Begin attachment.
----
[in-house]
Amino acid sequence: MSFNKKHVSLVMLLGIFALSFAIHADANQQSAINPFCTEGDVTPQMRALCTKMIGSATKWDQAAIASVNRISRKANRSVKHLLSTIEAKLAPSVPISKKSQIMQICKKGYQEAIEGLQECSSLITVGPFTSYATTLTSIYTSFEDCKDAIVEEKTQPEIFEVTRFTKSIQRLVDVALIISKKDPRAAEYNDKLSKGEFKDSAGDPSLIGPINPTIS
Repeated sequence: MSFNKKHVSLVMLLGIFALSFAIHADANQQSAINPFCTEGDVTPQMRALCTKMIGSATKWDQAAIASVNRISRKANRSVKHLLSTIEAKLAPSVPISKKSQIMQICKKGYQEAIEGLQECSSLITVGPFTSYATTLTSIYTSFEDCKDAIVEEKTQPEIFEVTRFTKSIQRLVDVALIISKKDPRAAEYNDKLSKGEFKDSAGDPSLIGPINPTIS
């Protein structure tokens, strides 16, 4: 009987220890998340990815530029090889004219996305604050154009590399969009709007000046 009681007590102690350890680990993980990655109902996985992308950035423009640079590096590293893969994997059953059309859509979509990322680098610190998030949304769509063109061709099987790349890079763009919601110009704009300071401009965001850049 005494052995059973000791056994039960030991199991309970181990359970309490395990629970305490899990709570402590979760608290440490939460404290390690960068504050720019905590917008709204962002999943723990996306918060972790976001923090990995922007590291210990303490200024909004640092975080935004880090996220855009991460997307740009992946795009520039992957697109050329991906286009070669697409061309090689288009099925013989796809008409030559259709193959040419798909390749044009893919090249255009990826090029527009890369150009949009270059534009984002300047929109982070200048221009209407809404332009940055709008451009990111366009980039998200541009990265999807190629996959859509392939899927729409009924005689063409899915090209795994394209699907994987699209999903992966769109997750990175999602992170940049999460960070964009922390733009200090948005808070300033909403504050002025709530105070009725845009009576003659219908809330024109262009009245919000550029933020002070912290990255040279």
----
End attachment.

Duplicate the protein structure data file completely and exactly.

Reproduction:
[in-house]
Amino acid sequence: MSFNKKHVSLVMLLGIFALSFAIHADANQQSAINPFCTEGDVTPQMRALCTKMIGSATKWDQAAIASVNRISRKANRSVKHLLSTIEAKLAPSVPISKKSQIMQICKKGYQEAIEGLQECSSLITVGPFTSYATTLTSIYTSFEDCKDAIVEEKTQPEIFEVTRFTKSIQRLVDVALIISKKDPRAAEYNDKLSKGEFKDSAGDPSLIGPINPTIS
Repeated sequence: MSFNKKHVSLVMLLGIFALSFAIHADANQQSAINPFCTEGDVTPQMRALCTKMIGSATKWDQAAIASVNRISRKANRSVKHLLSTIEAKLAPSVPISKKSQIMQICKKGYQEAIEGLQECSSLITVGPFTSYATTLTSIYTSFEDCKDAIVEEKTQPEIFEVTRFTKSIQRLVDVALIISKKDPRAAEYNDKLSKGEFKDSAGDPSLIGPINPTIS
């Protein structure tokens, strides 16, 4: 009987220890998340990815530029090889004219996305604050154009590399969009709007000046 009681007590102690350890680990993980990655109902996985992308950035423009640079590096590293893969994997059953059309859509979509990322680098610190998030949304769509063109061709099987790349890079763009919601110009704009300071401009965001850049 005494052995059973000791056994039960030991199991309970181990359970309490395990629970305490899990709570402590979760608290440490939460404290390690960068504050720019905590917008709204962002999943723990996306918060972790976001923090990995922007590291210990303490200024909004640092975080935004880090996220855009991460997307740009992946795009520039992957697109050329991906286009070669697409061309090689288009099925013989796809008409030559259709193959040419798909390749044009893919090249255009990826090029527009890369150009949009270059534009984002300047929109982070200048221009209407809404332009940055709008451009990111366009980039998200541009990265999807190629996959859509392939899927729409009924005689063409899915090209795994394209699907994987699209999903992966769109997750990175999602992170940049999460960070964009922390733009200090948005808070300033909403504050002025709530105070009725845009009576003659219908809330024109262009009245919000550029933020002070912290990255040279």